What is a braai in South Africa?
If you are a South African, you definitely know the answer to that question. ... The word braai (pronounced “bry”, rhyming with the word “cry”; plural braais) is Afrikaans for “barbecue” or “roast” and is a social custom in South Africa, Namibia, Zimbabwe and Zambia. A braai is an opportunity to invite friends or family and more the merrier. If a South African could braai every day, then they would. If you are invited to a braai it is typical to bring your own drinks and a salad or dessert.
Meats are the star of the South African braai. They typically include boerewors, sosaties, kebabs, marinated chicken, pork and lamb chops, steaks, sausages of different flavours and thickness, and possibly even a rack or two of spareribs. Fish and crayfish (kreef in Afrikaans) are also popular in coastal areas.
What exactly is a braai?
A braai is what Americans might consider a barbeque and Australians a barbie; however, while most Americans use gas, electricity or charcoal to fuel the fire and Australians only use gas, South Africans almost always use wood (charcoal is sometimes considered cheating). Furthermore, the cultivation of the fire using wood is considered a true art form. Usually, the host of the braai is in charge of tending the fire and with that comes great responsibility. Guests often hover around the braai with a glass of wine or a beer as the “braai master” turns the meat on the grill.
What do we typically eat at a braai?
If you ever get a chance to attend a picnic or barbecue organised by a South African, you most likely will get the chance to sample one of South Africa’s favourite staple dishes. Pap, wors and chakalaka is a much loved dish in South Africa, it is made up of maize/corn flour (paste), wors (South African sausage) and chakalaka which is a side dish comprising, tomatoes, onions and garlic.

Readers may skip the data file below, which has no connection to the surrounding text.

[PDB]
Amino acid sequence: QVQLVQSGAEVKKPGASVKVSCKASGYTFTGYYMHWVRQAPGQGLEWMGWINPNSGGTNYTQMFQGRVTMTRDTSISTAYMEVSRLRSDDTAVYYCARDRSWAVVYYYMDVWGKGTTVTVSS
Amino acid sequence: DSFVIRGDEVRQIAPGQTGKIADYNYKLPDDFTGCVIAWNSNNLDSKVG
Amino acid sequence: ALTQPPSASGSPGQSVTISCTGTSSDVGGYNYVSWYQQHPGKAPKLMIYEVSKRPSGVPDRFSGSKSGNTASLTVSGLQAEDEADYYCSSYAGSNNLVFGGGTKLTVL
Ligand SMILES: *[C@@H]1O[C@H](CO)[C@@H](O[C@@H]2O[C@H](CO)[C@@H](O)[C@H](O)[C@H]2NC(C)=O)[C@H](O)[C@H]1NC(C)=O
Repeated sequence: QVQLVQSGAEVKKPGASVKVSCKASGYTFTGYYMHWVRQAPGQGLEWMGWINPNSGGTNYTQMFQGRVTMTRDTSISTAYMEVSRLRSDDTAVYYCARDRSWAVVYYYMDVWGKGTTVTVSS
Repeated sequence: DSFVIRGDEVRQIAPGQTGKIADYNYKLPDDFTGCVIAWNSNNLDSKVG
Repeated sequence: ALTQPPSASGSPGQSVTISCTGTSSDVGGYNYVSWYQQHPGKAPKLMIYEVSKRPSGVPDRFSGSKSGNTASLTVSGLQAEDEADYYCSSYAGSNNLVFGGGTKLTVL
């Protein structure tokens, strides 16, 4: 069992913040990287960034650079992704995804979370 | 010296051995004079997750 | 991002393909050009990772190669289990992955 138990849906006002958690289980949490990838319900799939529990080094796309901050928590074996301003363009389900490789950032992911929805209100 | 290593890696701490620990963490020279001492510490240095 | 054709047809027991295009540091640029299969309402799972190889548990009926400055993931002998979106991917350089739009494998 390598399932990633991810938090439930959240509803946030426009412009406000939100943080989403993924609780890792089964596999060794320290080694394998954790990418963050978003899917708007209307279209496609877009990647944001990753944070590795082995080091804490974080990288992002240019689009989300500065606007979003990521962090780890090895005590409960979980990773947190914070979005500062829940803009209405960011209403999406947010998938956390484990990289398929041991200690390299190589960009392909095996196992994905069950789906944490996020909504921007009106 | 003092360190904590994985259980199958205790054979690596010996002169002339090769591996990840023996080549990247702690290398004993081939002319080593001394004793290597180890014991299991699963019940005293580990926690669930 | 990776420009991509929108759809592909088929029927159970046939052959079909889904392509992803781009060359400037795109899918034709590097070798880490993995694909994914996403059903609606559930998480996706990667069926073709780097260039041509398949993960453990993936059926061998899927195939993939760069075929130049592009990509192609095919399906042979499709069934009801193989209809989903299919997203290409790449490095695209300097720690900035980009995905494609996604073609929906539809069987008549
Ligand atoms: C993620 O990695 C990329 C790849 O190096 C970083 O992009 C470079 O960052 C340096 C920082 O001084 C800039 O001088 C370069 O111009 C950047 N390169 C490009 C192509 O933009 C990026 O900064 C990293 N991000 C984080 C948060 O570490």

Biltong – Biltong is beef or game that is air-dried and marinated to a traditional South African recipe of rock salt, pepper, coarsely ground coriander and vinegar. The meat is then air-dried in a unique drying room for up to 10 days. Once the biltong is ready is can be sliced into bite sizes pieces. We normally nibble on biltong while the braai master is braai-ing his meat.
Boerewors – Boerewors means “Farmer’s sausage” in Afrikaans, which, as it implies, is a traditional local sausage made of either just beef or a mixture of pork & beef. The difference between traditional sausage and boerewors is the abundance of spices like allspice, coriander, cloves, nutmeg and black pepper mixed with the meat.
Lamb chops – A local braai favourite. Marinate them for one hour with garlic, rosemary and thyme and you won’t regret it.
Pap – Pap, also called mieliepap, means “maize porridge” in Afrikaans. A traditional porridge or polenta-like dish, it has the consistency of mashed potatoes and is often served with a savoury sauce, called chakalaka and is made from tomato and onion relish
Here is the recipe for pap, wors and chakalaka:
6 cups water
Salt and Pepper
500g maize meal
To make the pap, bring the water to a boil and add the salt. Once the water is boiling gradually stir in the maize meal. Reduce the heat to low, and simmer gently for 30 minutes, stirring often, until it is cooked through and has thickened.
1kg boerewors sausage (www.thesouthafricanshop.com) – you can also pick up biltong from this shop
2 tbsp olive oil
1 large onion, chopped
2 garlic cloves, finally chopped
2cm ginger, finely chopped
1-2 tsp barbeque spice
2 ripe tomatoes, chopped
1-2 tsp freshly ground pepper
1 lemon zested
To prepare the chakalaka, add the oil to a saucepan over medium heat. Add the onions and cook gently until softened 6-8 minutes. Add garlic and ginger and cook until fragrant 1-2 minutes. Add the barbecue spice, stir, then add tomatoes, salt, pepper and lemon zest, and cook until tomato has softened.
Serve the pap, boerewors with the chakalaka whilst hot.
You can now enjoy a typical South African braai in Hong Kong and don´t forget you will need your Lotus BBQ Grill